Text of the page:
If you are in immediate danger or feel unsafe, call 911.
Simple idea 1: Begin With The Basics. Be sure the young men around you know what “respect” means – treating others with dignity, understanding, and civility at all times. And be sure you model this yourself.
Simple idea 2: Teach Boys When They Are Young. We have expectations for the young men in our lives when it comes to academics, athletics, the use of drugs or alcohol, and a host of other behaviors. We should express the same positive expectations when it comes to how they treat the girls and women in their lives.
Simple idea 3: Be A Guide. When you see your son get mad, let him know appropriate ways of coping. He can talk to someone, walk it off, or use the situation to learn how to manage frustration so it does not turn into anger in the first place. Teach him to develop a healthy, positive self-image-one that is not based on controlling others.
Simple idea 4: Harness Your Competitive Side. Challenge men who glorify violence, sexual conquests, or how they dominate the women in their lives. Men challenge one another in just about every other aspect of life – this should be included.
Simple idea 5: Watch Your Language. Avoid using feminine terms or characteristics as insults. (“Pansy”, “Throw like a girl”, etc.) It only perpetuates the idea that femininity, and women, are less valuable.
How to Talk to a Friend Who May Be Violent
It’s hard to talk to a friend when you think his behavior is out of control. You want to believe him when he says you’re wrong. But if you have seen behavior that makes you think he may be hurting his girlfriend, you owe it to him, to her and to yourself to take a stand. It may be the hardest thing you’ve ever done – but it could make a real difference in all of your lives.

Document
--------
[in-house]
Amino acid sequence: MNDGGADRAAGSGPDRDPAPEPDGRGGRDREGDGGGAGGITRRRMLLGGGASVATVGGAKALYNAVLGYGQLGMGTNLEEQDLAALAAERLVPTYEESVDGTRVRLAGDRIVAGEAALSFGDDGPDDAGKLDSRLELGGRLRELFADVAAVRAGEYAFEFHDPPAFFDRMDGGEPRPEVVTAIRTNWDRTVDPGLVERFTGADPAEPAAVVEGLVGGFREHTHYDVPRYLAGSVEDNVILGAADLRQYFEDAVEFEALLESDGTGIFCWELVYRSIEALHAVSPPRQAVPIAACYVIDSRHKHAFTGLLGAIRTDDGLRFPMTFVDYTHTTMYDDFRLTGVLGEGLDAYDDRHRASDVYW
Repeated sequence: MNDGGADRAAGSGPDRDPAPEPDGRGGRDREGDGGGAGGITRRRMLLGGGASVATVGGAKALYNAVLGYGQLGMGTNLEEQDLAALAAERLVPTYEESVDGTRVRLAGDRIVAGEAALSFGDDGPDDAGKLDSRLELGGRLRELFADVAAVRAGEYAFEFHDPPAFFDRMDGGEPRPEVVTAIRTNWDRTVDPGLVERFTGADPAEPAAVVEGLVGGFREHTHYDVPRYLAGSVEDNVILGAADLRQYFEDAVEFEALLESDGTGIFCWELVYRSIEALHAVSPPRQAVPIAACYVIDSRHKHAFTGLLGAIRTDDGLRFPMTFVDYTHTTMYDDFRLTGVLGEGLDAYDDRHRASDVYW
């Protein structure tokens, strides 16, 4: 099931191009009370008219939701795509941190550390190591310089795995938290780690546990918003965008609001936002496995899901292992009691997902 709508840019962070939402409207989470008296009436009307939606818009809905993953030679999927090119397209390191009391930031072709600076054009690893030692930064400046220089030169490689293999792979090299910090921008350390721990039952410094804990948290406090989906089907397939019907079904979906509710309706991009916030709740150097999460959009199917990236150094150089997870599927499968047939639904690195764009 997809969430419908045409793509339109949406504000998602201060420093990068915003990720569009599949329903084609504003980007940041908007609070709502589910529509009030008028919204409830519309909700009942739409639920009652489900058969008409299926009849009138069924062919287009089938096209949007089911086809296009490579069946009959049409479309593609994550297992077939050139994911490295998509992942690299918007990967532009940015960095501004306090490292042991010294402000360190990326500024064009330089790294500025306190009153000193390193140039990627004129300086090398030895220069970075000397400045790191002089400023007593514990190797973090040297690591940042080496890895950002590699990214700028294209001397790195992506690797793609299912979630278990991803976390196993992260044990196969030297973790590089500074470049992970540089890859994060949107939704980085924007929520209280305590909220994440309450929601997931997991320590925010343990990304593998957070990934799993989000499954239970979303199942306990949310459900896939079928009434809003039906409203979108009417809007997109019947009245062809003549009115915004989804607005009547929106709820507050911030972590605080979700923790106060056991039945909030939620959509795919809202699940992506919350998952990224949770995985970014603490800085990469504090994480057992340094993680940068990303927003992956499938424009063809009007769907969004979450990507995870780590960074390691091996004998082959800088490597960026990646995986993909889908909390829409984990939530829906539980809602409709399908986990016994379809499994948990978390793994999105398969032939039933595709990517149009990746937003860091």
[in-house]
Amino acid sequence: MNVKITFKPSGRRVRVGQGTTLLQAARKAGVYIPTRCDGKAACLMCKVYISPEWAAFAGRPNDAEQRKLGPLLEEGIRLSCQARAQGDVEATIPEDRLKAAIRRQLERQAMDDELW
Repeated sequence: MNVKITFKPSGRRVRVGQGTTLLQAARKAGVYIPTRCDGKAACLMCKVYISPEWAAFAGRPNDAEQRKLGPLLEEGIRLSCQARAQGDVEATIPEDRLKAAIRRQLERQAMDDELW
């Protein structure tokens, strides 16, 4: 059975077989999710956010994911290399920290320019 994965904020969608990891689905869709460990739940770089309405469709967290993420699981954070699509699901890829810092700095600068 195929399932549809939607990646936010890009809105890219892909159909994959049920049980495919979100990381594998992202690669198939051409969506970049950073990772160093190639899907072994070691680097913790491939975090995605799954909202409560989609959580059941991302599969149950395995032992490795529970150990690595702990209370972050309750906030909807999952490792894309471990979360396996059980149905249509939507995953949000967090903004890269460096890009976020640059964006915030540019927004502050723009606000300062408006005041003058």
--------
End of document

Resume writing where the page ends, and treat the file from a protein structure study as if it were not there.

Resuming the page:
Do1: Be Specific about what you saw and how it made you feel. “I didn’t like it when you told your girlfriend she was stupid in front of all of us, and I can only imagine how it made her feel.”
Do 2: Take A Stand. “I’m not going to sit here as your friend and watch this happen and not say anything about it.”
Do 3: Give Him A Reality Check. His violent actions will have consequences. “This is a crime, and you could be arrested.”
Do 4: Urge Him to Seek Help. He can talk to a counselor, a coach, a member of the clergy, any trusted adult, even an older brother or mentor. The YWCA offers services for men who want help. 616.459.4652
Do 5: Offer To Get Information For Your Friend. The YWCA can help you with that. Call 616.459.4652
Make him feel ashamed of himself. You care about your friend and you want his behavior to change. If you didn’t think he had it in him to be a decent person, you probably wouldn’t be hanging out with him.
What To Do If You See An Assault In Progress
Step 1: Don’t Ignore Abuse. Survivors say that when no one acknowledged that they saw the abuse or tried to help, it made them feel even more isolated and alone. Domestic violence is a crime and should be reported just like any other.
Step 2: Keep Yourself Safe. These situations can be dangerous.
Step 3: Call 911 if you see or hear an assault in progress. If you are outside when you see a victim being assaulted on the street or in a car write down the car license number and/or the location of the assault and call the police.